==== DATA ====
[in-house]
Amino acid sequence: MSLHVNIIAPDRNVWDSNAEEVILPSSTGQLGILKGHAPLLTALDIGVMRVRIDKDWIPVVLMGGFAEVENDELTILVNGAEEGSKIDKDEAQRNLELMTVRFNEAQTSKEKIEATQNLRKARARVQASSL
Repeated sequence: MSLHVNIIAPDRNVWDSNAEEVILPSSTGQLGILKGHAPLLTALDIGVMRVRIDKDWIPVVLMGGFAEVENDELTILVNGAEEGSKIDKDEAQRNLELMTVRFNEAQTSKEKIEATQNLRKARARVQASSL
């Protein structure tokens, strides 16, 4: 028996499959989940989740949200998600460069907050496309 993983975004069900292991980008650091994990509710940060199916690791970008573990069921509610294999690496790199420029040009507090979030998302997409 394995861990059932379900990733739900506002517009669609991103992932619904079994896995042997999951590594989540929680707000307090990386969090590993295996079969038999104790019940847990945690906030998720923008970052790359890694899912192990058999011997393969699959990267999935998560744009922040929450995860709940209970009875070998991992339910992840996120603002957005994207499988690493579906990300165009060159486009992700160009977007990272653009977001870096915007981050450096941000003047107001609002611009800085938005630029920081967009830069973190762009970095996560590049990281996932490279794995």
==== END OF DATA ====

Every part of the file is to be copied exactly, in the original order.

[in-house]
Amino acid sequence: MSLHVNIIAPDRNVWDSNAEEVILPSSTGQLGILKGHAPLLTALDIGVMRVRIDKDWIPVVLMGGFAEVENDELTILVNGAEEGSKIDKDEAQRNLELMTVRFNEAQTSKEKIEATQNLRKARARVQASSL
Repeated sequence: MSLHVNIIAPDRNVWDSNAEEVILPSSTGQLGILKGHAPLLTALDIGVMRVRIDKDWIPVVLMGGFAEVENDELTILVNGAEEGSKIDKDEAQRNLELMTVRFNEAQTSKEKIEATQNLRKARARVQASSL
């Protein structure tokens, strides 16, 4: 028996499959989940989740949200998600460069907050496309 993983975004069900292991980008650091994990509710940060199916690791970008573990069921509610294999690496790199420029040009507090979030998302997409 394995861990059932379900990733739900506002517009669609991103992932619904079994896995042997999951590594989540929680707000307090990386969090590993295996079969038999104790019940847990945690906030998720923008970052790359890694899912192990058999011997393969699959990267999935998560744009922040929450995860709940209970009875070998991992339910992840996120603002957005994207499988690493579906990300165009060159486009992700160009977007990272653009977001870096915007981050450096941000003047107001609002611009800085938005630029920081967009830069973190762009970095996560590049990281996932490279794995």